My mum and dad, both aged 75, have just been called to go for the first dose of their vaccinations at the local walk-in centre tomorrow. Such a relief! My uncle, who’s the same age but with a different GP surgery, had his first dose earlier in the week, and some friends who are either frontline healthcare workers or in the over 80s or 75-79 age groups, have also either been vaccinated or have got appointments to be vaccinated soon.
There’s a long, long road ahead. So many lives have been lost. Other people have been left with long-term health conditions. The UK economy’s shrunk by 8.5% since February: a lot of businesses are, sadly, not coming back from this.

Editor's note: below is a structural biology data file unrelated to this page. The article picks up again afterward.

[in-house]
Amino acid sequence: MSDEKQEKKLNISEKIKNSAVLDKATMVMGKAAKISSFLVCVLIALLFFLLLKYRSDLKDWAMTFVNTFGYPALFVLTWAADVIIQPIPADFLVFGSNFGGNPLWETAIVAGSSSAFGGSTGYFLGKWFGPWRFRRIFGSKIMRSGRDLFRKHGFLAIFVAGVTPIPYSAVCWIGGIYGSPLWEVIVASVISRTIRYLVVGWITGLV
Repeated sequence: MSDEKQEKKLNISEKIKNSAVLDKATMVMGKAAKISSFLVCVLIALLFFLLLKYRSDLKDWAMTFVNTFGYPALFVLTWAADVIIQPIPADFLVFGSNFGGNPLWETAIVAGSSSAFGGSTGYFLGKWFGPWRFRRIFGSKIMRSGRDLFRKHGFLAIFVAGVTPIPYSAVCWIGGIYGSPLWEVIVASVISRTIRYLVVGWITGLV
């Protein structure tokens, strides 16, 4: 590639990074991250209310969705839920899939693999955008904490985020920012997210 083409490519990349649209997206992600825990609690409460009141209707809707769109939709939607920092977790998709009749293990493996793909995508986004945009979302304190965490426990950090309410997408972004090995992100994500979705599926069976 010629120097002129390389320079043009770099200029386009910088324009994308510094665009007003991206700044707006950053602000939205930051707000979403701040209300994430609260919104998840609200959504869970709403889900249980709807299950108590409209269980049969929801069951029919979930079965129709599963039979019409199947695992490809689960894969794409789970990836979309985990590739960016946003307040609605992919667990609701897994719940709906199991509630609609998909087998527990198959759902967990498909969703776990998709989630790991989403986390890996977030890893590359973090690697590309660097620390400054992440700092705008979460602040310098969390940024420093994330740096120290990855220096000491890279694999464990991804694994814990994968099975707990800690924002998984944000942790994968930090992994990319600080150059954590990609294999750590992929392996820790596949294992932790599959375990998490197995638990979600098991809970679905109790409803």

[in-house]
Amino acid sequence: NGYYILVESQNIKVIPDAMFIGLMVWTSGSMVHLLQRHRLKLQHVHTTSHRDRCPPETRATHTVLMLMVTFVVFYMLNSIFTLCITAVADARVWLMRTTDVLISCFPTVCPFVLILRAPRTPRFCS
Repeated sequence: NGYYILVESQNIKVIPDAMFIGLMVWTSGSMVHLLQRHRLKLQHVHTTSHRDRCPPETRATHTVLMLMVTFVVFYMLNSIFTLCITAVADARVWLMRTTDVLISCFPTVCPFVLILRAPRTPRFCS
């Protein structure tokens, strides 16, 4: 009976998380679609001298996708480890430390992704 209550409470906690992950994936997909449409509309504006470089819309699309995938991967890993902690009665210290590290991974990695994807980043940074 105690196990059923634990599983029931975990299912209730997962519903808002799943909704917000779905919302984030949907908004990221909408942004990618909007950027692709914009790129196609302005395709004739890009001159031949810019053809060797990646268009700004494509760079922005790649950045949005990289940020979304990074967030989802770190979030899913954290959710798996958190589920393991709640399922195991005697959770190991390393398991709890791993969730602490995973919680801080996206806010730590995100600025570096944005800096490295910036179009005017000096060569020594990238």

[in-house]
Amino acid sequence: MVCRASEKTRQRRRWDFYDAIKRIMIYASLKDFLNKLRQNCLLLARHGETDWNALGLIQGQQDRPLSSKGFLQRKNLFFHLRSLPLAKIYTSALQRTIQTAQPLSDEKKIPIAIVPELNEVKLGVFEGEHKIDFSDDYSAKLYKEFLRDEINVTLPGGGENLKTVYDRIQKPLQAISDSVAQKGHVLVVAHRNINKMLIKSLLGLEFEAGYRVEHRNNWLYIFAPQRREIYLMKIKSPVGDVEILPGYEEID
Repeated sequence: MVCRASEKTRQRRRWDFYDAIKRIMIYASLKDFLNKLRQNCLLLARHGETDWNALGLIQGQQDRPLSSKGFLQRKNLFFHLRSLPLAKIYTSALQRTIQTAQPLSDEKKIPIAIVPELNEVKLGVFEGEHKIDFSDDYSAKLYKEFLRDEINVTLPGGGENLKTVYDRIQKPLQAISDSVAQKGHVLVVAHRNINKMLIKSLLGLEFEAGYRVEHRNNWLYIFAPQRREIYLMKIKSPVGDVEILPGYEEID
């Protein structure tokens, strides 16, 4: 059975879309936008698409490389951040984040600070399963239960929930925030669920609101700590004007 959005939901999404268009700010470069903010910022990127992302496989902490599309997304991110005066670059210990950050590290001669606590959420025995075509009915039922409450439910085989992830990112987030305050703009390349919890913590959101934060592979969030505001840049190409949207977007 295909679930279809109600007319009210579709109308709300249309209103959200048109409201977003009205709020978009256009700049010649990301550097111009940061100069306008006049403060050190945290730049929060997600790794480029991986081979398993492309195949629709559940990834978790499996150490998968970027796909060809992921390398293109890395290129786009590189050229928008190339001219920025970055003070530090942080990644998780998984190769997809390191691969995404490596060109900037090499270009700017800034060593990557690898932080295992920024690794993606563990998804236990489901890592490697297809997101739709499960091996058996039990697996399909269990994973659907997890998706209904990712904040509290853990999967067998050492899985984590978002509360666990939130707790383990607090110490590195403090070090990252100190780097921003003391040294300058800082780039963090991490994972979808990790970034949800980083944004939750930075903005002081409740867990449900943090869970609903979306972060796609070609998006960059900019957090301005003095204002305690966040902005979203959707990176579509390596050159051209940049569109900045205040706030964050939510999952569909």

But I do feel a bit more hopeful today. I’ve got some daffodils on the table – they’re from Marks & Spencer’s, and I think they’re probably from the Channel Islands, because they usually are at this time of year. They make the front room smell of spring. Will I be able to see my sister and brother-in-law and nephews over Easter? Will I be able to go to all, or any, of the lovely places I like to visit in daffodil/lambing season and bluebell season? Hey, will I even be able to have my hair cut and dyed before it looks a complete and utter mess?! Will we be able to go to any football matches this season? Will the clay court season go ahead? Er, that sounds really me-me-me, doesn’t it? Sorry, it wasn’t really meant to! But there does seem to be some light at the end of the tunnel today.
I’ve spent so much of my life reading about people who invented flying shuttles, spinning jennies, water frames, mules and cotton gins. Today, I just want to read all about the people who’ve created the Covid vaccines. They are the biggest heroes of our lifetime.